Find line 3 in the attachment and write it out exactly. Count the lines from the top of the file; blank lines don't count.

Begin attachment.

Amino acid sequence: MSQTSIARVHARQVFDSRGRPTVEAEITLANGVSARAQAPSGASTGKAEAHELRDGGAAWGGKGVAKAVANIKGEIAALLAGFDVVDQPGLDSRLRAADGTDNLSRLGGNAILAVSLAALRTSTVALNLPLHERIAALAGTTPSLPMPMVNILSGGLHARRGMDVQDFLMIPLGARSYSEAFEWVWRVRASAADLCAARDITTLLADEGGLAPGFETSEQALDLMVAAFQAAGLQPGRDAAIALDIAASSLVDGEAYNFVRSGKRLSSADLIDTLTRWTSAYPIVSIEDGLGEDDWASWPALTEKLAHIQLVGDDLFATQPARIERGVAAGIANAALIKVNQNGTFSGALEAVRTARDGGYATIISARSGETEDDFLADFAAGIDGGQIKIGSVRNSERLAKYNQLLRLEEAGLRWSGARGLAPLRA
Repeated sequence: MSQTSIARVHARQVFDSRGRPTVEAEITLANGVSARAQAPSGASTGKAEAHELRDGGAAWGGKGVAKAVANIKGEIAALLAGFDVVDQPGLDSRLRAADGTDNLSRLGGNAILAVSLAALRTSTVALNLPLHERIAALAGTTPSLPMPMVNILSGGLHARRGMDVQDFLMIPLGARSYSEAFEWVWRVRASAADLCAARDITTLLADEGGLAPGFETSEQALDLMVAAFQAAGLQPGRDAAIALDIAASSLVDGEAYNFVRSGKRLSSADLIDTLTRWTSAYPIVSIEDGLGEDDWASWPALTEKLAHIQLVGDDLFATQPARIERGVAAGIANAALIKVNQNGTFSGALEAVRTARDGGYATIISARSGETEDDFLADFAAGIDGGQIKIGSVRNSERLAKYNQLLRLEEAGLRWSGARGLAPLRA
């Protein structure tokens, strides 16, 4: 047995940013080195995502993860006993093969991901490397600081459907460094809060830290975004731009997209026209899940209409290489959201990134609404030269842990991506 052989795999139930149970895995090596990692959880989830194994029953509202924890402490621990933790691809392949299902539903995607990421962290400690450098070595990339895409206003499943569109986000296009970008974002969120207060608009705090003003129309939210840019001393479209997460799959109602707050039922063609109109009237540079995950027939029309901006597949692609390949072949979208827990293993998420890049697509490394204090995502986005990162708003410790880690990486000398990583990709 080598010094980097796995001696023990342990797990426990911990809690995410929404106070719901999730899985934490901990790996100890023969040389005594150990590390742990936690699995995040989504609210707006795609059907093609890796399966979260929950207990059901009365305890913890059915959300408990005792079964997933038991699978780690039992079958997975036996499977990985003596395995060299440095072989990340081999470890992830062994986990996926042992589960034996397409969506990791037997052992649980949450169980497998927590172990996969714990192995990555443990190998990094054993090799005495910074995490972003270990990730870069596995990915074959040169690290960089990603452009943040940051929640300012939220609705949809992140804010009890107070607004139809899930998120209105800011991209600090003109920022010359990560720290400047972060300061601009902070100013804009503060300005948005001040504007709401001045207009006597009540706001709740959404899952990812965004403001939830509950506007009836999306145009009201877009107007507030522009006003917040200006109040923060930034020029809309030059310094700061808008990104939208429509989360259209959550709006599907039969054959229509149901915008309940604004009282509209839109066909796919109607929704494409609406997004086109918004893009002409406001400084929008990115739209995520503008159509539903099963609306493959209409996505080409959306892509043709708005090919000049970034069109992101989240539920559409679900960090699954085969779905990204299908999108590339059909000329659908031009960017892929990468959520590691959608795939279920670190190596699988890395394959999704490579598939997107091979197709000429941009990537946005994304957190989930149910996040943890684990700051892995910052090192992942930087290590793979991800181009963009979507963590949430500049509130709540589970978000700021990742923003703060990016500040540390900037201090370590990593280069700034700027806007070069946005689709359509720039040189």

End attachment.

């Protein structure tokens, strides 16, 4: 047995940013080195995502993860006993093969991901490397600081459907460094809060830290975004731009997209026209899940209409290489959201990134609404030269842990991506 052989795999139930149970895995090596990692959880989830194994029953509202924890402490621990933790691809392949299902539903995607990421962290400690450098070595990339895409206003499943569109986000296009970008974002969120207060608009705090003003129309939210840019001393479209997460799959109602707050039922063609109109009237540079995950027939029309901006597949692609390949072949979208827990293993998420890049697509490394204090995502986005990162708003410790880690990486000398990583990709 080598010094980097796995001696023990342990797990426990911990809690995410929404106070719901999730899985934490901990790996100890023969040389005594150990590390742990936690699995995040989504609210707006795609059907093609890796399966979260929950207990059901009365305890913890059915959300408990005792079964997933038991699978780690039992079958997975036996499977990985003596395995060299440095072989990340081999470890992830062994986990996926042992589960034996397409969506990791037997052992649980949450169980497998927590172990996969714990192995990555443990190998990094054993090799005495910074995490972003270990990730870069596995990915074959040169690290960089990603452009943040940051929640300012939220609705949809992140804010009890107070607004139809899930998120209105800011991209600090003109920022010359990560720290400047972060300061601009902070100013804009503060300005948005001040504007709401001045207009006597009540706001709740959404899952990812965004403001939830509950506007009836999306145009009201877009107007507030522009006003917040200006109040923060930034020029809309030059310094700061808008990104939208429509989360259209959550709006599907039969054959229509149901915008309940604004009282509209839109066909796919109607929704494409609406997004086109918004893009002409406001400084929008990115739209995520503008159509539903099963609306493959209409996505080409959306892509043709708005090919000049970034069109992101989240539920559409679900960090699954085969779905990204299908999108590339059909000329659908031009960017892929990468959520590691959608795939279920670190190596699988890395394959999704490579598939997107091979197709000429941009990537946005994304957190989930149910996040943890684990700051892995910052090192992942930087290590793979991800181009963009979507963590949430500049509130709540589970978000700021990742923003703060990016500040540390900037201090370590990593280069700034700027806007070069946005689709359509720039040189």